Hot and cold cells: sensitive thermometers for biomaterials

Iain Larmour is a guest web writer for ChemSci. He has researched a wide variety of topics during his years in the lab including nanostructured surfaces for water repellency and developing nanoparticle systems for bioanalysis by surface enhanced optical spectroscopies. He currently works in science management. In his spare time he enjoys reading, photography, art and inventing.

Lanthanide metal–organic frameworks (Ln-MOFs) have recently received increased interest due to their  interesting and useful luminescence characteristics, such as  large Stokes shifts, long luminescence lifetime and a wide emission range – all the way from ultraviolet to near-infrared.  Furthermore, the luminescence of these materials shows strong temperature dependence, which  makes them excellent candidates for the development of luminescent thermometers.  

Ln-MOF thermometers have recently been realised through the mixed lanthanide MOF approach, whereby two distinct lanthanide ions are incorporated into the MOF structure. There is an excellent linear correlation between the intensity ratio of the emissions from the two lanthanide ions and temperature. Such ratiometric luminescent thermometers have distinct advantages over conventional thermometers due to their fast response, high sensitivity and non-invasive operation.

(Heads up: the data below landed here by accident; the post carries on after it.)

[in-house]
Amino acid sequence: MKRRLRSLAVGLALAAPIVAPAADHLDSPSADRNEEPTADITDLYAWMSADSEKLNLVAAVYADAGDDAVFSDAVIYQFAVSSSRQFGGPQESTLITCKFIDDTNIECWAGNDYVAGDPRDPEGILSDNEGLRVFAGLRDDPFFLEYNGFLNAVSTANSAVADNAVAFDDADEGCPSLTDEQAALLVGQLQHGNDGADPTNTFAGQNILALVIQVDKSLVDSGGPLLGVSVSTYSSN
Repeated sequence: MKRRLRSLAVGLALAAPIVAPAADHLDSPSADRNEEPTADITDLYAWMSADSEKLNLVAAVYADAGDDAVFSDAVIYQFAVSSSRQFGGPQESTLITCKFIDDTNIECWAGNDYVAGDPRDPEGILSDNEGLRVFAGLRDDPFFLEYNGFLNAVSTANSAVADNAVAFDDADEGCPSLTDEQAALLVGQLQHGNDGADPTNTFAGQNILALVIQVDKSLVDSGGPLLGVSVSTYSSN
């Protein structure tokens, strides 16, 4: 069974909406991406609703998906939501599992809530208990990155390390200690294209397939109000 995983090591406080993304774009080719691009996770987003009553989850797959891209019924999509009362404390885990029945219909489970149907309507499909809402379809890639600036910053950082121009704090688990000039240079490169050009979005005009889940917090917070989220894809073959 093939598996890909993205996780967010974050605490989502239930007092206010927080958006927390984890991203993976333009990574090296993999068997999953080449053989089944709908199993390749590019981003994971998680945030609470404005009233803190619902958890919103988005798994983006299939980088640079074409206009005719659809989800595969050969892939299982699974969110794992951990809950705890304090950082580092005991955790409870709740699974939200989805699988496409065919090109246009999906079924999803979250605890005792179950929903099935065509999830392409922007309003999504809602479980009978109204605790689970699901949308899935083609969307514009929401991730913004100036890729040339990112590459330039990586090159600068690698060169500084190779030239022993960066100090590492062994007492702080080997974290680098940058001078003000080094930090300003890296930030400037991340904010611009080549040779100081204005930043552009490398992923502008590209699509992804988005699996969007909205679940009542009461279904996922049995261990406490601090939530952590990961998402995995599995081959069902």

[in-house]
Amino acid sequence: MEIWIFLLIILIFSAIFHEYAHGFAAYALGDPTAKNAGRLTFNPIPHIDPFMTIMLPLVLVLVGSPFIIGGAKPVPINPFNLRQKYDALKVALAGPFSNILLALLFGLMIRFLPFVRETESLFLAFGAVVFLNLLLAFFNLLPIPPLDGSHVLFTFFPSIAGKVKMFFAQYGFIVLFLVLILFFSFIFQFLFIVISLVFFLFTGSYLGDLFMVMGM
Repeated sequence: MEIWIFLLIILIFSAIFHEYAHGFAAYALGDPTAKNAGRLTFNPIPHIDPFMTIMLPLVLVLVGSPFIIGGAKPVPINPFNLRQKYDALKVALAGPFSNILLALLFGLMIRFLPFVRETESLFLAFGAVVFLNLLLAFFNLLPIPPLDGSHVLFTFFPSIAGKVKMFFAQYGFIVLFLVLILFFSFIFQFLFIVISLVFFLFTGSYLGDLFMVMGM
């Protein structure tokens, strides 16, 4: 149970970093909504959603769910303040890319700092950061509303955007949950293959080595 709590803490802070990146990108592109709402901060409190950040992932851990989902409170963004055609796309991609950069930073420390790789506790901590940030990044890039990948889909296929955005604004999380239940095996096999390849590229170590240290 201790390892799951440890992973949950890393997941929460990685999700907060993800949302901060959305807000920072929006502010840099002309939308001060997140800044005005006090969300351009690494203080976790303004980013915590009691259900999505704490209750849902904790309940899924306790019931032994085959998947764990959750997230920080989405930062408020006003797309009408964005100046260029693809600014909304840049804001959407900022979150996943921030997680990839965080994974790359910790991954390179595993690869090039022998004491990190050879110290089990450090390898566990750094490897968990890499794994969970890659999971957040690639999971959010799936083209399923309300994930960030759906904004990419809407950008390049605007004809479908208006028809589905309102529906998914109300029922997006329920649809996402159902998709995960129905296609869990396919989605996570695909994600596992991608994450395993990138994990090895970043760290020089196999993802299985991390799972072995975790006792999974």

Guodong Qian and team from Zhejiang University recently designed a novel mixed Ln-MOF thermometer with excellent sensitivity over the physiological temperature range (293-313K) by incorporating  Ytterbium and Neodymium into the MOF. With excitation and luminescence in the near infrared window, this thermometer is harmless to biological tissues and its resolution is high enough to measure the temperature differences in pathological cells.  These characteristics make this luminescent thermometer ideal for biological sensing.

Figure (a) from article C5CC07532G

Emission spectra of Nd0.577Yb0.423BDC-F4 in the range of 293–313 K excited at 808 nm; inset: temperature dependence of the normalized intensity of the corresponding transitions.

To find out how more about this thermometer, read the paper in ChemComm today!

A near infrared luminescent metal-organic framework for temperature sensing in the physiological range
Xiusheng Lian, Dian Zhao, Yuanjing Cui, Yu Yang and Guodong Qian
Chem. Commun., 2015, 51, Advanced Article
DOI: 10.1039/C5CC07532G

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